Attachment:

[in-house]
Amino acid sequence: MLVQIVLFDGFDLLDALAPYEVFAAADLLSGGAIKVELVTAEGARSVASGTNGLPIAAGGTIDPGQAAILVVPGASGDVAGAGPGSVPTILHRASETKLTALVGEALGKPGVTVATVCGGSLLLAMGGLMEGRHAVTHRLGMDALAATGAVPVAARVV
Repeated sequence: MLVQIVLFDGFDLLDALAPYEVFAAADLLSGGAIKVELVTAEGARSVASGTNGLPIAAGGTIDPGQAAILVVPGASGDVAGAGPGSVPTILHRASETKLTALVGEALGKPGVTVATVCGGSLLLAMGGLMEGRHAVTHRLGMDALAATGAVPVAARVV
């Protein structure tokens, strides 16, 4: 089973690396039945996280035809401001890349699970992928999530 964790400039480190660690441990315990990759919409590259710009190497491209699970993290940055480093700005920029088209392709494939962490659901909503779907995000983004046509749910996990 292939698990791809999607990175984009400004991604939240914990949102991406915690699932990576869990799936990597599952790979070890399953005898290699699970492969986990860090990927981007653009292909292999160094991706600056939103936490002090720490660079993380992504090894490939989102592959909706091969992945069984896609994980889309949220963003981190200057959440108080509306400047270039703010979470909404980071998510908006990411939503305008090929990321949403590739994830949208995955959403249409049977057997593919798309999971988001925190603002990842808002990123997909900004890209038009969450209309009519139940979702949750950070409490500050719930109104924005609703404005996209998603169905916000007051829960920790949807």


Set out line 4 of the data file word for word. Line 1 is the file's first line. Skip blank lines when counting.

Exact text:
């Protein structure tokens, strides 16, 4: 089973690396039945996280035809401001890349699970992928999530 964790400039480190660690441990315990990759919409590259710009190497491209699970993290940055480093700005920029088209392709494939962490659901909503779907995000983004046509749910996990 292939698990791809999607990175984009400004991604939240914990949102991406915690699932990576869990799936990597599952790979070890399953005898290699699970492969986990860090990927981007653009292909292999160094991706600056939103936490002090720490660079993380992504090894490939989102592959909706091969992945069984896609994980889309949220963003981190200057959440108080509306400047270039703010979470909404980071998510908006990411939503305008090929990321949403590739994830949208995955959403249409049977057997593919798309999971988001925190603002990842808002990123997909900004890209038009969450209309009519139940979702949750950070409490500050719930109104924005609703404005996209998603169905916000007051829960920790949807």